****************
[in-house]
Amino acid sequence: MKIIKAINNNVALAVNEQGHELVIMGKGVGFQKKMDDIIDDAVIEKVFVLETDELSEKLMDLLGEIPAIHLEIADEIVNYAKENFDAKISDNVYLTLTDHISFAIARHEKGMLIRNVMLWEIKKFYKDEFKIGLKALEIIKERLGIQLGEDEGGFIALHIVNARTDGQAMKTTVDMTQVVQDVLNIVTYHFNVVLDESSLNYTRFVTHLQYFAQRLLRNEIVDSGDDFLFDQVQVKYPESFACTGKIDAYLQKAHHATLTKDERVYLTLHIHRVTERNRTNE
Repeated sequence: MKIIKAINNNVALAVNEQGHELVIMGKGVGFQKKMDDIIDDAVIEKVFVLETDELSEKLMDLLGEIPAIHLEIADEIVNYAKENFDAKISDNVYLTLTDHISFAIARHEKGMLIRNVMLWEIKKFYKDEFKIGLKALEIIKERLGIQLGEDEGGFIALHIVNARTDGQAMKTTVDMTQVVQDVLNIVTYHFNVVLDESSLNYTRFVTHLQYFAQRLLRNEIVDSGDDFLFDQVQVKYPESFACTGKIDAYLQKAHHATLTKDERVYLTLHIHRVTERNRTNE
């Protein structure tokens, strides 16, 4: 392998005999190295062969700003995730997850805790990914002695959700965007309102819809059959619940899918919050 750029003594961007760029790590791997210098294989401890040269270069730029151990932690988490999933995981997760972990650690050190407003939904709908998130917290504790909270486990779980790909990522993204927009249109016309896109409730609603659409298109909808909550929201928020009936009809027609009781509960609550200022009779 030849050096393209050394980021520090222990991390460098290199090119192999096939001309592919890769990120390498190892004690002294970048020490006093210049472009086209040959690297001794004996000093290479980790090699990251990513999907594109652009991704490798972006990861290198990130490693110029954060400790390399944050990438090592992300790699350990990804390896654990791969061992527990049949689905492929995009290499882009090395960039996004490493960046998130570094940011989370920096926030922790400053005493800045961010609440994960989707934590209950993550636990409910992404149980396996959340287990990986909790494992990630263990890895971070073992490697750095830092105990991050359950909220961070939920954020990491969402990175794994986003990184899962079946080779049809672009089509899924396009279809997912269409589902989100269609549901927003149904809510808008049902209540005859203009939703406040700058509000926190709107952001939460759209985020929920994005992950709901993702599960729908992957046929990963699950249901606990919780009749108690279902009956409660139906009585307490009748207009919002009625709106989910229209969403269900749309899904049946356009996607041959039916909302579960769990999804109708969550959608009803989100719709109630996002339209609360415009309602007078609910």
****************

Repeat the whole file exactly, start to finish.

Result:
[in-house]
Amino acid sequence: MKIIKAINNNVALAVNEQGHELVIMGKGVGFQKKMDDIIDDAVIEKVFVLETDELSEKLMDLLGEIPAIHLEIADEIVNYAKENFDAKISDNVYLTLTDHISFAIARHEKGMLIRNVMLWEIKKFYKDEFKIGLKALEIIKERLGIQLGEDEGGFIALHIVNARTDGQAMKTTVDMTQVVQDVLNIVTYHFNVVLDESSLNYTRFVTHLQYFAQRLLRNEIVDSGDDFLFDQVQVKYPESFACTGKIDAYLQKAHHATLTKDERVYLTLHIHRVTERNRTNE
Repeated sequence: MKIIKAINNNVALAVNEQGHELVIMGKGVGFQKKMDDIIDDAVIEKVFVLETDELSEKLMDLLGEIPAIHLEIADEIVNYAKENFDAKISDNVYLTLTDHISFAIARHEKGMLIRNVMLWEIKKFYKDEFKIGLKALEIIKERLGIQLGEDEGGFIALHIVNARTDGQAMKTTVDMTQVVQDVLNIVTYHFNVVLDESSLNYTRFVTHLQYFAQRLLRNEIVDSGDDFLFDQVQVKYPESFACTGKIDAYLQKAHHATLTKDERVYLTLHIHRVTERNRTNE
């Protein structure tokens, strides 16, 4: 392998005999190295062969700003995730997850805790990914002695959700965007309102819809059959619940899918919050 750029003594961007760029790590791997210098294989401890040269270069730029151990932690988490999933995981997760972990650690050190407003939904709908998130917290504790909270486990779980790909990522993204927009249109016309896109409730609603659409298109909808909550929201928020009936009809027609009781509960609550200022009779 030849050096393209050394980021520090222990991390460098290199090119192999096939001309592919890769990120390498190892004690002294970048020490006093210049472009086209040959690297001794004996000093290479980790090699990251990513999907594109652009991704490798972006990861290198990130490693110029954060400790390399944050990438090592992300790699350990990804390896654990791969061992527990049949689905492929995009290499882009090395960039996004490493960046998130570094940011989370920096926030922790400053005493800045961010609440994960989707934590209950993550636990409910992404149980396996959340287990990986909790494992990630263990890895971070073992490697750095830092105990991050359950909220961070939920954020990491969402990175794994986003990184899962079946080779049809672009089509899924396009279809997912269409589902989100269609549901927003149904809510808008049902209540005859203009939703406040700058509000926190709107952001939460759209985020929920994005992950709901993702599960729908992957046929990963699950249901606990919780009749108690279902009956409660139906009585307490009748207009919002009625709106989910229209969403269900749309899904049946356009996607041959039916909302579960769990999804109708969550959608009803989100719709109630996002339209609360415009309602007078609910």